"Greece is off the table," assuming that Europe continues its financial support and shows a willingness to be "a bit more generous," the former managing director at the Institute of International Finance told CNBC's "Squawk Box" in an interview from Zurich on Tuesday, the eve of the World Economic Forum in Davos, Switzerland.
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"Greece has gone through a tremendous period of adjustment. And I think it's time that Europe recognizes that they've done a lot, particularly on the fiscal front," he added.
While bond yields in Greece and other economically challenged European countries head lower, Dallara said the moves are tied to the "massive flooding of liquidity in the global markets," rather than dramatically improving economies.
"There's a disconnect between the fundamentals and market pricing of risk," he said. "Certainly the risk of default in Ireland and Greece and Portugal and Italy is much lower than it was two years ago. But that doesn't mean these yields reflect fundamental improvement in the underlying economies."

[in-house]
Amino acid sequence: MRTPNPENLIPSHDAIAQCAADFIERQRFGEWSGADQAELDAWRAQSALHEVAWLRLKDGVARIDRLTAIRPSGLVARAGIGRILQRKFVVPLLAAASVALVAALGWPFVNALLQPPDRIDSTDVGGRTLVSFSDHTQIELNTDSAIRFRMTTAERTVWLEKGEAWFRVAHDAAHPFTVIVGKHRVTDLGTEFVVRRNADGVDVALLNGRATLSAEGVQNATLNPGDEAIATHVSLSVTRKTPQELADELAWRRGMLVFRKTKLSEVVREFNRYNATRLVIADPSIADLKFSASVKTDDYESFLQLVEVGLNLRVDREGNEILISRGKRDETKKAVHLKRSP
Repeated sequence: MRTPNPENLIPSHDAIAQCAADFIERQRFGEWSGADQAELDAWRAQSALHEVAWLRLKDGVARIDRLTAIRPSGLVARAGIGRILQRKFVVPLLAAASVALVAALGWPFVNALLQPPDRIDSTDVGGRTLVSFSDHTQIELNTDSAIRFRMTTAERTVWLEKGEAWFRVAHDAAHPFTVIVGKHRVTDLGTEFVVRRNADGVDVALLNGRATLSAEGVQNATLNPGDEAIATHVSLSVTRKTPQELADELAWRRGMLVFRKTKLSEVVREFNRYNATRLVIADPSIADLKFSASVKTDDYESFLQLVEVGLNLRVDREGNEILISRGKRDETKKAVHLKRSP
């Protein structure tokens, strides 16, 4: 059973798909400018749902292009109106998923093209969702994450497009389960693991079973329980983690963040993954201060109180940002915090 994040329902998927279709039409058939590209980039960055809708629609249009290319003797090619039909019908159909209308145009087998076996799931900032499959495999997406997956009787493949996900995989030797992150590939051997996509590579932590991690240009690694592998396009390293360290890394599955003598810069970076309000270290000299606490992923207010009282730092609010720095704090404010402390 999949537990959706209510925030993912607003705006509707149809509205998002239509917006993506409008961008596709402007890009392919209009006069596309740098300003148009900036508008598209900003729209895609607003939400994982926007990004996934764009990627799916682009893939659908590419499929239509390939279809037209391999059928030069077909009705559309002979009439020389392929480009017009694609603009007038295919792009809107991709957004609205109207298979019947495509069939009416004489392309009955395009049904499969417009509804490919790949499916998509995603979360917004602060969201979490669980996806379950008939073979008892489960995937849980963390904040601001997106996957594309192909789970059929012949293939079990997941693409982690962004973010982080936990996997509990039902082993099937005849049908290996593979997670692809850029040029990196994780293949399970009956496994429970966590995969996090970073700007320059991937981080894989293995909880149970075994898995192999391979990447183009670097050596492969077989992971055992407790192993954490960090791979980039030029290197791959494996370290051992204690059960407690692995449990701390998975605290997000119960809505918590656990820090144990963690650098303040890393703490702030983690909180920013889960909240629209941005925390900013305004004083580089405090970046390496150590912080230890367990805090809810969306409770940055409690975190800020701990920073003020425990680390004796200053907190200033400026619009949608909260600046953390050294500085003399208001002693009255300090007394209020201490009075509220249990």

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Ireland's five-year borrowing costs , after Moody's restored that country's credit rating to investment grade. Yields on five-year Irish bonds fell below their U.K. and U.S. counterparts.
As for China, Dallara said he does not see it posing a significant systemic risk. "I do think that China has the potential to lead to instability in global markets this year, [but] not enough to destabilize the global financial system by any means."
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"[But] most Chinese financial institutions went on road shows in the last five years, raised a good bit of stock in global markets. So these institutions are not just owned by the Chinese government today," he said. "They each have a cadre of shareholders spread around global markets."
Dallara is now chairman of the Americas at the Partners Group, a Swiss-based private equity firm.